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Ostara and Beltane

Ostara is the Vernal or Spring Equinox. It occurs when the Sun passes into the astrological sign of Aries, around the 20th or 21st of March each year. This is a time when day and night are equal in length. From this night the forces of light wax and the forces of darkness wane, but on this night they are equally balanced. Ostara is a between time, one of the eight portals of the seasons, during which we may more easily move from this world into the realms of Faerie. The traditions associated with this festival, surviving in the mainstream of Western culture, are those that have collected about the celebration of Easter.

The Celts called the equinox Alban Eiler, Light of the Earth. And, indeed, this is the time of the year when the Earth appears to glow with new life. Tender green leaves in the sunlight create a dazzlement like no other. Later the Saxons brought their Goddess Eostre to Britain. It is from Her name that we derive the word Easter. To the Saxons, the equinox was Ostara, the day of Lady Eostre, goddess of spring and new life. Eostre was first Eastre or ‘Radiant Dawn’ who was escorted by a rabbit or hare. From Her name derives ‘estrus’ the biological term for the time during which female animals are in heat and able to conceive young. One of the symbols of Ostara is the egg, the perfect container of new life. Anyone who has ever had the privilege of witnessing the miracle of a chick birthing itself from within its egg understands this symbol perfectly.
One of the traditions associated with Easter, and still flourishing today, is the custom of wearing new clothes. Wearing new clothes on Easter Day brought good luck for the coming year. Even today, many believe that the sun dances on Easter morning. As late as 1725, it was still the custom in some areas of Britain to be up before sunrise on Easter day, and go out into the fields, to see the sun dance. Often this event was viewed in the water of a sacred well or pool. One must inevitably connect such customs to the sunrise services practiced today by many Christian denominations.


Of all the sacred festivals, Beltane most horrified the Christian missionaries. The celebrations were unashamedly sexual in nature, which the monks found profoundly disturbing. Despite the fear of hellfire that the monks so forcefully people continued to revel in traditional ways on their beloved May Day. At last, the back bending work of planting was over. The long nights and worrisome days of assisting the sheep and cattle birth to their next generation were done. Everywhere flowers glowed in gay profusion; the high pastures were clothed in the greenery of spring. The hungry, cold, dark time was past; the Lunar Year of the Big Sun came.

On Beltane Eve, it was time to show the Mother of All Living and the All-Father exactly what was expected of them if the crops and cattle were to flourish. Our ancestors freely and enthusiastically undertook this sacred task and continued in their well condemned ‘sinful follies.' So harshly and unrelentingly did the Christians attack May Day customs that even the most innocent practices of the sacred day were eventually demonized. Maying, the tradition of going into the forests to pick Hawthorn flowers, is one of the customs that is today surrounded by superstitions and darkened with the curse of so-called bad luck. In 1579, it was still the practice to gather May Boughs and decorate homes and churches with the fragrant blossoms. However, the tide was beginning to turn and soon the May Day traditions, so long under attack, would begin to be lost or distorted beyond recognition. Beltane practices were linked to witchcraft and the common people began to be afraid to maintain their ancient and well loved traditions. By the early decades of the 1800’s, May Day, which had been associated with the faerys time out of mind, had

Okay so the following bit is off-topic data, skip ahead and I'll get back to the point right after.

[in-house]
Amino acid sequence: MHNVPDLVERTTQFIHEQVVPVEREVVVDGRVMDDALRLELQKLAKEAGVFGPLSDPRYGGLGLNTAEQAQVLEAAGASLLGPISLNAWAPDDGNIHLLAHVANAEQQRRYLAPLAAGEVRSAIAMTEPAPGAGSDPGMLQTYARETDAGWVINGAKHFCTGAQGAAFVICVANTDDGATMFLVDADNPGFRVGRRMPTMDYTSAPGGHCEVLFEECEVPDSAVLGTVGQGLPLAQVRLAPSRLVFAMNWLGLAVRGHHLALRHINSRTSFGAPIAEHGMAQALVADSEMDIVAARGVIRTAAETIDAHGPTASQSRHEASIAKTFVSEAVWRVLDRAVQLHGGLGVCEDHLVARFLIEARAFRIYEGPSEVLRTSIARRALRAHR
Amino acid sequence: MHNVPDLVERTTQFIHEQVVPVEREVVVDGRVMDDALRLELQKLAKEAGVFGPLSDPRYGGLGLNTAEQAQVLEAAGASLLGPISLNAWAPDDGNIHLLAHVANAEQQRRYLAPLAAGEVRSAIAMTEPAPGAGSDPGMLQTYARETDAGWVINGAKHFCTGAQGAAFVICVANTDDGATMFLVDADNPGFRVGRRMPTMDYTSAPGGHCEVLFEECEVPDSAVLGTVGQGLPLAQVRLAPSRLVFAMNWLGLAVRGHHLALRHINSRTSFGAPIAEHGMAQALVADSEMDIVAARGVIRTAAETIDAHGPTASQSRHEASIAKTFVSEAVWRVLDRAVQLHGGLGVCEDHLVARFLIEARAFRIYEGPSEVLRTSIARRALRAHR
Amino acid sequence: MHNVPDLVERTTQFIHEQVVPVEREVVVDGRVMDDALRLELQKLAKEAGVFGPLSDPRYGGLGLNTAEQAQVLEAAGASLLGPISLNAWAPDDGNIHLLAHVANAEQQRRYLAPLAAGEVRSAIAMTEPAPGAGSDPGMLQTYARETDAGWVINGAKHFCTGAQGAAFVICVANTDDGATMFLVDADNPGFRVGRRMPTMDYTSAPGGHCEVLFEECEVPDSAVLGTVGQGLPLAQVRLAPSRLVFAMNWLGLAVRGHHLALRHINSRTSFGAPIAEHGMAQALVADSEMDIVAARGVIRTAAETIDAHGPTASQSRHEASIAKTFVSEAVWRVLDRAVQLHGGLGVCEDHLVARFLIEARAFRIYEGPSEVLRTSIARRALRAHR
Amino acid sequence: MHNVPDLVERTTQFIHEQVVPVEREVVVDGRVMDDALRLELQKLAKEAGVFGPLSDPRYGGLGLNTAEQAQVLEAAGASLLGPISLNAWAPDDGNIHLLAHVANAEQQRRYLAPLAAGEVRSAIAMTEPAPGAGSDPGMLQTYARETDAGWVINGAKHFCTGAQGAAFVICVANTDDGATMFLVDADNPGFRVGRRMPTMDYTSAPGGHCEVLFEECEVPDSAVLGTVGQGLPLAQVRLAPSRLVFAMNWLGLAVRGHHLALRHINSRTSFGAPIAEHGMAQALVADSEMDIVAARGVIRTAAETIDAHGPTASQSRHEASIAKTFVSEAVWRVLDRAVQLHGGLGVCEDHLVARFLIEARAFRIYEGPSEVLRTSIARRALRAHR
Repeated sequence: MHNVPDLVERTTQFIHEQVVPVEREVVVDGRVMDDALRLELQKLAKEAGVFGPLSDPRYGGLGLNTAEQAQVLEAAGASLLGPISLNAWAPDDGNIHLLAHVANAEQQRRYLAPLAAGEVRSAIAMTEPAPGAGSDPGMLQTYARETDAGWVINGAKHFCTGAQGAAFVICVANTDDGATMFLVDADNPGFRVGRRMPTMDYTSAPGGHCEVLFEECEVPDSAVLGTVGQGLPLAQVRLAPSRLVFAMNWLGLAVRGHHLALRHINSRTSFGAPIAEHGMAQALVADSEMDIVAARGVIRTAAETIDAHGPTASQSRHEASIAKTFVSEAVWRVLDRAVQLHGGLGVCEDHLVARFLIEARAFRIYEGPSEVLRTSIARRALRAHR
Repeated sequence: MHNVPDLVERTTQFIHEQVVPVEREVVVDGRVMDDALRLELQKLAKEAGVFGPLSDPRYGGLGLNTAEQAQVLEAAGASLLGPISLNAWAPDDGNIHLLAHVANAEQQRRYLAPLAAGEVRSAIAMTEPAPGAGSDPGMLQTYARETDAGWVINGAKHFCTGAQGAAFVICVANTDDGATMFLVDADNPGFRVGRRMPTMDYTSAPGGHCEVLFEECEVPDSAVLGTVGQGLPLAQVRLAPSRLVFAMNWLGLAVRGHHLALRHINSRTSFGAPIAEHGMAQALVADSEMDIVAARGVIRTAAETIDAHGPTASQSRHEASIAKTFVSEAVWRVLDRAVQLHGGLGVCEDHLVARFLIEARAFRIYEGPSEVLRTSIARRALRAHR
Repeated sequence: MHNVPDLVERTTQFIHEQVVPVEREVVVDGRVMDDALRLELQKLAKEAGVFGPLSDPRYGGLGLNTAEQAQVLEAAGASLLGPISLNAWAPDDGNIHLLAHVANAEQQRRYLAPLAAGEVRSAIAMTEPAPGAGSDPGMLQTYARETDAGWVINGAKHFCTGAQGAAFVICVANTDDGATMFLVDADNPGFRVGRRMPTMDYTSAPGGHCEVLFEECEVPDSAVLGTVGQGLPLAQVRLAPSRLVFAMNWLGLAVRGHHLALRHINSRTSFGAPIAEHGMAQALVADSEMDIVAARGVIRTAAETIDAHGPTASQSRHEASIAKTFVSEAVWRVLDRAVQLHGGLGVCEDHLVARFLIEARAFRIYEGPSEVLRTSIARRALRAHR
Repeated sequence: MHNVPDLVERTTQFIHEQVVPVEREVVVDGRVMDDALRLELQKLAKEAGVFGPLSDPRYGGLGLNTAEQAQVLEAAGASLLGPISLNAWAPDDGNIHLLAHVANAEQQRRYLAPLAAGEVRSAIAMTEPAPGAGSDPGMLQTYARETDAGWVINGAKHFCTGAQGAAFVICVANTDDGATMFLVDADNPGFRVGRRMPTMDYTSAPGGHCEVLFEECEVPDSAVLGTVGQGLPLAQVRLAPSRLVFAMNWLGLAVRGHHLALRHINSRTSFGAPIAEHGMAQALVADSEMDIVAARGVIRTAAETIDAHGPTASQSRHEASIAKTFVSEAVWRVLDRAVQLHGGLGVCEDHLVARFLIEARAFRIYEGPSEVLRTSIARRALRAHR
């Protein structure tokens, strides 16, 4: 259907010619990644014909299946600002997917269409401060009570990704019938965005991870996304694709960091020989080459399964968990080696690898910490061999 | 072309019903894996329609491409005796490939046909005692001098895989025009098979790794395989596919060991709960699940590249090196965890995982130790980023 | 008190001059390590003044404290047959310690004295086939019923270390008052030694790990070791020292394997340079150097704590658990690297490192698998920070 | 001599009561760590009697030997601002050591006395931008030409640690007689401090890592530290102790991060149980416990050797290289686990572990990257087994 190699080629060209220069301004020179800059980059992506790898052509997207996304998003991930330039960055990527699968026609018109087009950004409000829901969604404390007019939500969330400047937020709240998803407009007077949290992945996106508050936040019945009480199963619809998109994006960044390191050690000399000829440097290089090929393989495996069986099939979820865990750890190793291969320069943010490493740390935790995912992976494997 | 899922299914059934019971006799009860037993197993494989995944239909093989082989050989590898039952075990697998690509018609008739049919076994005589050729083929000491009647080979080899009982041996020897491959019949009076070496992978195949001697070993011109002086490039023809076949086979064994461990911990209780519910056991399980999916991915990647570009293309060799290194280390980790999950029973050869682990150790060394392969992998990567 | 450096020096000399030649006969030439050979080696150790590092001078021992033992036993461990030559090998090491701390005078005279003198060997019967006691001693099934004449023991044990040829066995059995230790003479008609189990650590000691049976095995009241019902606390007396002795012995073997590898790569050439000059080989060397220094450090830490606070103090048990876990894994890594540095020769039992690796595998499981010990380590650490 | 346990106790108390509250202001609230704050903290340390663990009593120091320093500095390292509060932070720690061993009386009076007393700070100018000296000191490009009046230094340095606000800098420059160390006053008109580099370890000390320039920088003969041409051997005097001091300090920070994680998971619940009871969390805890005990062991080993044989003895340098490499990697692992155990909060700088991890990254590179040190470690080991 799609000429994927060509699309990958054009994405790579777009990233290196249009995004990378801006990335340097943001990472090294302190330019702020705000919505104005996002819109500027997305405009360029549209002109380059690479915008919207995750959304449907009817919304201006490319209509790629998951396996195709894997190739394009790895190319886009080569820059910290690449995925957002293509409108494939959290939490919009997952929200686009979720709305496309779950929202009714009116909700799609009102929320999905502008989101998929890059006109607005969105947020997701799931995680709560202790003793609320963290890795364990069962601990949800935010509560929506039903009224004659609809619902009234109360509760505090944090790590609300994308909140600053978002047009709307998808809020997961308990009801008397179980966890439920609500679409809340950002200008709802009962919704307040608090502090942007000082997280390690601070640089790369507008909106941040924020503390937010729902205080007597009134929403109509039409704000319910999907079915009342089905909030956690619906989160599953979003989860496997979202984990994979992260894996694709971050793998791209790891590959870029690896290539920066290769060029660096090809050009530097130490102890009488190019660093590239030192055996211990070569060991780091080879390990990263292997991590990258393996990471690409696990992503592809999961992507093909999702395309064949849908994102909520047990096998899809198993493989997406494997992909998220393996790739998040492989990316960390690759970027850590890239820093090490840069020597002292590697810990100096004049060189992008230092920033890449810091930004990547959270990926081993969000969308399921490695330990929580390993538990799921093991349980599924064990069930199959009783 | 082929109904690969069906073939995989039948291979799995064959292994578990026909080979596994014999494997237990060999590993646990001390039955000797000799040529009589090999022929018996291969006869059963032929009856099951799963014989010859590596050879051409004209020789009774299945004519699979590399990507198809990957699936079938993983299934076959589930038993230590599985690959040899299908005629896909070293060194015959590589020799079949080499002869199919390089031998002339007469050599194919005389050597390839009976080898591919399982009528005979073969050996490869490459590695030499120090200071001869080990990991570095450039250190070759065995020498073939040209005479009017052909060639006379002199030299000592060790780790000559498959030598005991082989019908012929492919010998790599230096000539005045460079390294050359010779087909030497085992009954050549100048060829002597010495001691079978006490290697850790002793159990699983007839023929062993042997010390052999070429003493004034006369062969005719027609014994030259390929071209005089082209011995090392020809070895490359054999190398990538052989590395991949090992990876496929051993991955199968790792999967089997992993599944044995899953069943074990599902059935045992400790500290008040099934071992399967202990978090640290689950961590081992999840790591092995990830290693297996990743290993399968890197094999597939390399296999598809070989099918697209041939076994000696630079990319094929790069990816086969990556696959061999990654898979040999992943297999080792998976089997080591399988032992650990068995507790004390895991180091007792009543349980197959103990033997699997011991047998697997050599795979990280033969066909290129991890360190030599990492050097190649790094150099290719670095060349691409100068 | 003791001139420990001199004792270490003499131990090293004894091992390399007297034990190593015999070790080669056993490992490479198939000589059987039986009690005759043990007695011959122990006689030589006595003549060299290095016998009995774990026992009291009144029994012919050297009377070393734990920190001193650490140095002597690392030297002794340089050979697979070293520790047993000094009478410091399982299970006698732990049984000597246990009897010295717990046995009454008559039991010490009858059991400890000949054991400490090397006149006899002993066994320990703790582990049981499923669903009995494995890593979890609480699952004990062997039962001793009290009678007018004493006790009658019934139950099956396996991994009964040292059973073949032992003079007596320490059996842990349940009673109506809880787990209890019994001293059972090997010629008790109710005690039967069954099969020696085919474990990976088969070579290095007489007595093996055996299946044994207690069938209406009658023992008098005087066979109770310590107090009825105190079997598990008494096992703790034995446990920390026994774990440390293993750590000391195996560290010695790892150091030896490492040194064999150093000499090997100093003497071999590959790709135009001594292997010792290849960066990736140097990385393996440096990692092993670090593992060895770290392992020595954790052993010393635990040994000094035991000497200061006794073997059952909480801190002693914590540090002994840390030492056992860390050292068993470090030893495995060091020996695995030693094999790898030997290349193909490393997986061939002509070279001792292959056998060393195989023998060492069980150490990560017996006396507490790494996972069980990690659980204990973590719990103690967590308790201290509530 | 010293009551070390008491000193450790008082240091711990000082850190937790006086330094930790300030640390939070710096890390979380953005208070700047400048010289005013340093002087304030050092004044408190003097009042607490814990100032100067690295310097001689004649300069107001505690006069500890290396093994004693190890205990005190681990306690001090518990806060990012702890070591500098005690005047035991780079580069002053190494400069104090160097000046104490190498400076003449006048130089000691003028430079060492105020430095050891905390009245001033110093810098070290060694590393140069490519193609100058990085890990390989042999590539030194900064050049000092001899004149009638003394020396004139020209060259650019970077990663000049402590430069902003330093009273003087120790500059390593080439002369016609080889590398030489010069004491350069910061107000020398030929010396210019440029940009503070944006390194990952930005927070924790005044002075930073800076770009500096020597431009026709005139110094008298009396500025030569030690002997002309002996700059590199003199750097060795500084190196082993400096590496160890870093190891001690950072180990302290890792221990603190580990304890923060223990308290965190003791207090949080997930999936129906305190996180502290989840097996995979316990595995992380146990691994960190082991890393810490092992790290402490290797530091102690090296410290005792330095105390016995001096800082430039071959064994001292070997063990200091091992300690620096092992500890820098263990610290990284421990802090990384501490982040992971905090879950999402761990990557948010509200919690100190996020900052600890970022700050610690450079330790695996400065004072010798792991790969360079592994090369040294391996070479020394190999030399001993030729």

become in the popular imagination a day of great danger.

Those who had the power of the ‘evil eye’ were able to do greater harm during the Beltane season. The Hawthorn was the talisman against this ‘evil eye’. Even in these latter days, many still gather whitehorn to decorate the horns of their cattle on May Day. In ancient times, Beltane was the day on which the sheep and cattle were driven out of their winter quarters, away from their stalls and folds, up into the verdant pasturage of the surrounding hillsides. Here, tended by solitary herders, they would graze during the spring and summer, only returning at Samhain.

Cattle were to our ancestors what the Buffalo were to the Plains Indians of North America, what the Reindeer are to the Lapps. They depended on them for food, shoes and clothing, as well as bone and horn, out of which could be fashioned many beautiful and useful items. And they loved their cattle. The poor creatures we call cows today are merely pitiful shadows of the breeds kept by our forbearers. They were noble beasts that had never been inbred nor tinkered with, unlike our dairy cows and beef cattle, which today are sad, placidly domestic breeds that do little more
than eat and grow. If you have ever had the pleasure of seeing Highland Cattle or the smooth coated Irish Cattle, you will have a good idea of what those earlier breeds were like. In behavior, the Celtic cow acted more like a deer or a horse than any bovine species we have lately developed. They were still close to their wild heritage. The Tain opens a window on the past and shows us what the cattle were to the Irish. At the end of the Tain Bo Cuailnge, the Brown Bull of Cuailnge and Finnbhenach of the White-horn fight each other to the death. This battle is told in epic terms and gives those of us who read it today some idea of how our ancestors viewed these noble beasts.